Thursday, July 22, 2010

Even lower...

I have looked into long-term mortgages to restructure debt and improve our farm transition and our retirement.  While looking at some historically low offers on interest rates, believe it or not, I think they could go even lower.  At the very worst, I don't think there is a huge rush in order not to miss rates touching bottom and bouncing up. To buttress my case:

First, this bit of research from the Fed.
A recent study by the Federal Reserve (The Depth of Negative Equity and Mortgage Default Decisions by Bhutta, Dokko and Shan) investigated the question: at what point do underwater homeowners “strategically default” on their mortgages? Surprisingly, it found that the average borrower doesn’t walk away from his home until negative equity reaches a very high level, -62%. But the fascinating thing was that there was something that could trigger underwater borrowers to default much, much earlier – and that something was an interest rate rise.
With a quarter of US mortgages underwater, and likely to stay that way for some time, the Fed must follow its own research if it wants to prevent a cascade of defaults. Hence, expect US interest rates to stay ultra low for an ultra long time. [More]
Second, the strong likelihood that stimulus measures are over, and austerity is the political flavor of the month.  This will seriously slow or stop the economic recovery right in its tracks, I believe.
From Alec Phillips at Goldman Sachs (no link):
Congress looks increasingly unlikely to extend ay more fiscal aid to state governments, despite ongoing shortfalls in state revenues, and they have already let several other items lapse. We are therefore removing from our estimates an assumption of further fiscal stimulus beyond the policies in law (including this week’s unemployment extension), though we continue to expect extension of most of the expiring 2001/2003 tax cuts. This adds almost a full percentage point to the drag on growth from Q4 2010 to Q4 2011 to what we had already estimated.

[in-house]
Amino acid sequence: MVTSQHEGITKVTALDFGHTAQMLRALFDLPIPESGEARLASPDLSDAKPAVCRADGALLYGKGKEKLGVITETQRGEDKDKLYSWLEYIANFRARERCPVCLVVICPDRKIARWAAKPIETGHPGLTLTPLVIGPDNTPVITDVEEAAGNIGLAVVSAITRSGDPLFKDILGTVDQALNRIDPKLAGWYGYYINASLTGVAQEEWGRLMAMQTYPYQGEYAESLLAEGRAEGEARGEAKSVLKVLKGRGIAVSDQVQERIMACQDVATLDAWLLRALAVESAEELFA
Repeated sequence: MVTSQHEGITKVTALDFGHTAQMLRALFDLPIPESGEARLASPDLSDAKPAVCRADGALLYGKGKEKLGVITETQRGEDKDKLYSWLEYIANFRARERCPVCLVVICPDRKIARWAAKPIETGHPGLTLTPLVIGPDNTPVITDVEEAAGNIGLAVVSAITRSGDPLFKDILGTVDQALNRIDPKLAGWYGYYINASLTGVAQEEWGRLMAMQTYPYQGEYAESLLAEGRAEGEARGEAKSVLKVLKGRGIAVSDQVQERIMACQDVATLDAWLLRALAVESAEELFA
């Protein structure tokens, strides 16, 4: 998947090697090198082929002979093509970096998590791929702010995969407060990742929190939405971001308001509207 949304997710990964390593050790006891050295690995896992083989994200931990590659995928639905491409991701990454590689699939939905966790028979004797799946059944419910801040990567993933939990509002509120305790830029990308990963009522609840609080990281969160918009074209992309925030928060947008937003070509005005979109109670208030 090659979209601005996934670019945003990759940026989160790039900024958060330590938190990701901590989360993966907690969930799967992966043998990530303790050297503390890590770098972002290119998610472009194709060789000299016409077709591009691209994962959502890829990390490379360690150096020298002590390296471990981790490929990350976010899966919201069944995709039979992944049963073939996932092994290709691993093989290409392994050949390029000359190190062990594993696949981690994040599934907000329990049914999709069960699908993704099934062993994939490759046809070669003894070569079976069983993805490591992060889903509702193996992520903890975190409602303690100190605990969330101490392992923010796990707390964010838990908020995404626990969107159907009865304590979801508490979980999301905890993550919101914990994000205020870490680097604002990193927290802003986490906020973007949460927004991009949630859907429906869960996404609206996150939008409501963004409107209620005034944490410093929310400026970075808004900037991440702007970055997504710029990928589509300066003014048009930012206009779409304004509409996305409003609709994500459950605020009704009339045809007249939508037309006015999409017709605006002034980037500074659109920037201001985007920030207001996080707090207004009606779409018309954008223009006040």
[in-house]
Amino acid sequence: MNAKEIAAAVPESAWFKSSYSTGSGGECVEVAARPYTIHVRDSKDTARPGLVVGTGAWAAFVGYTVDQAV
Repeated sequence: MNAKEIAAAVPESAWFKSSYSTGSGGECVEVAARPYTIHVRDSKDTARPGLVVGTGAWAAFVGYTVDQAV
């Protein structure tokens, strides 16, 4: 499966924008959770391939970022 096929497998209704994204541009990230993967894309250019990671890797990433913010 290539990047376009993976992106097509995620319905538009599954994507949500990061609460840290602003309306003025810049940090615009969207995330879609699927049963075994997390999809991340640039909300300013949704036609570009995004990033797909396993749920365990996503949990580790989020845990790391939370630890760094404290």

This seems likely to me with unemployment stagnant and demand dismal.
Third, there are more calls for Fed action in the face of fiscal anticipated pro-cyclical action to stimulate demand and get credit flowing.  And Bernanke is keeping them in mind.
Bernanke outlined the further actions he had in mind: cutting the interest rate paid on bank reserves, strengthening the Fed's promise to keep short-term interest rates low for the foreseeable future, or buying enough mortgage securities to replace those that are paid off. If the economy appeared at serious risk of returning to recession, the Fed would consider large-scale purchases of Treasury bonds or mortgage-related securities. [More]
Finally, Fed inflation expectations continue to hint of near-deflation for forseeable future.

 As a follow up to my recent post on the Cleveland Fed's update on its expected inflation series, I have graphed below the expected inflation curve.  This curve plots the average expected inflation rate at various yearly horizons using the Cleveland Fed data. This figure makes clear that inflation expectations are headed down across all horizons. [More]
As always, I am not advocating mimicking my actions, just letting you know how I see it. Place your own bets. I have been hearing from inflation hawks (with reasonable arguments) for nearly two years warning of skyrocketing interest rates only to watch them tumble to an effective less-than-zero for most savers (rolled over a CD lately?)

All the trends in our recent economy have taken longer to reverse than we expected from history or theory.  I'm not sure why, but from the stock market to house prices, it seems even when unsustainable trends emerge, they wear out the patience of those who just know they can't continue.

1 comment:

Anonymous said...

The wild card may be in the Fed’s ability to control long term rates. Greenspan was puzzled by the response or lack of response, as it was, of long term rates with the Fed’s action prior to the housing crises. That lack of response now appears to of been wrapped up in the worldwide involvement in the house of card known as derivatives. Things known and/or more than likely things unknown could result in the Fed’s future inability to control long term rates. China’s decoupling with the dollar, stronger Europe and Asia economies and debt strapped US is the start of a recipe of something bad. This pot appears to require some time to brew if it “cooks” at all.